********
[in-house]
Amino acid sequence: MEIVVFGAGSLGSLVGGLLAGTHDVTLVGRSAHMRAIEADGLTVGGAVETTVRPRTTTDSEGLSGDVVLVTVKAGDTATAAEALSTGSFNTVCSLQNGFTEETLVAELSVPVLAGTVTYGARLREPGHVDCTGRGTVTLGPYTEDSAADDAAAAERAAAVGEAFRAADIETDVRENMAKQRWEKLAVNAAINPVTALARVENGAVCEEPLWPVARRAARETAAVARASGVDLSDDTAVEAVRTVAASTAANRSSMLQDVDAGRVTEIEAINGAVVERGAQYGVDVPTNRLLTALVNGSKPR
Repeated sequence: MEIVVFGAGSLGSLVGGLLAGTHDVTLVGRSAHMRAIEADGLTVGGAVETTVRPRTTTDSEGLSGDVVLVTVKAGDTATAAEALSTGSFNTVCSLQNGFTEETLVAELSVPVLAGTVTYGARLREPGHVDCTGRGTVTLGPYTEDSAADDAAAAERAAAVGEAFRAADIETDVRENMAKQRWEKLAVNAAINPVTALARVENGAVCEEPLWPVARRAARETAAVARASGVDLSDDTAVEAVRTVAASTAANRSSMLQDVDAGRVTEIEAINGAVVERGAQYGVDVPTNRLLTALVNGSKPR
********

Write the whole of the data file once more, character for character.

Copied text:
[in-house]
Amino acid sequence: MEIVVFGAGSLGSLVGGLLAGTHDVTLVGRSAHMRAIEADGLTVGGAVETTVRPRTTTDSEGLSGDVVLVTVKAGDTATAAEALSTGSFNTVCSLQNGFTEETLVAELSVPVLAGTVTYGARLREPGHVDCTGRGTVTLGPYTEDSAADDAAAAERAAAVGEAFRAADIETDVRENMAKQRWEKLAVNAAINPVTALARVENGAVCEEPLWPVARRAARETAAVARASGVDLSDDTAVEAVRTVAASTAANRSSMLQDVDAGRVTEIEAINGAVVERGAQYGVDVPTNRLLTALVNGSKPR
Repeated sequence: MEIVVFGAGSLGSLVGGLLAGTHDVTLVGRSAHMRAIEADGLTVGGAVETTVRPRTTTDSEGLSGDVVLVTVKAGDTATAAEALSTGSFNTVCSLQNGFTEETLVAELSVPVLAGTVTYGARLREPGHVDCTGRGTVTLGPYTEDSAADDAAAAERAAAVGEAFRAADIETDVRENMAKQRWEKLAVNAAINPVTALARVENGAVCEEPLWPVARRAARETAAVARASGVDLSDDTAVEAVRTVAASTAANRSSMLQDVDAGRVTEIEAINGAVVERGAQYGVDVPTNRLLTALVNGSKPR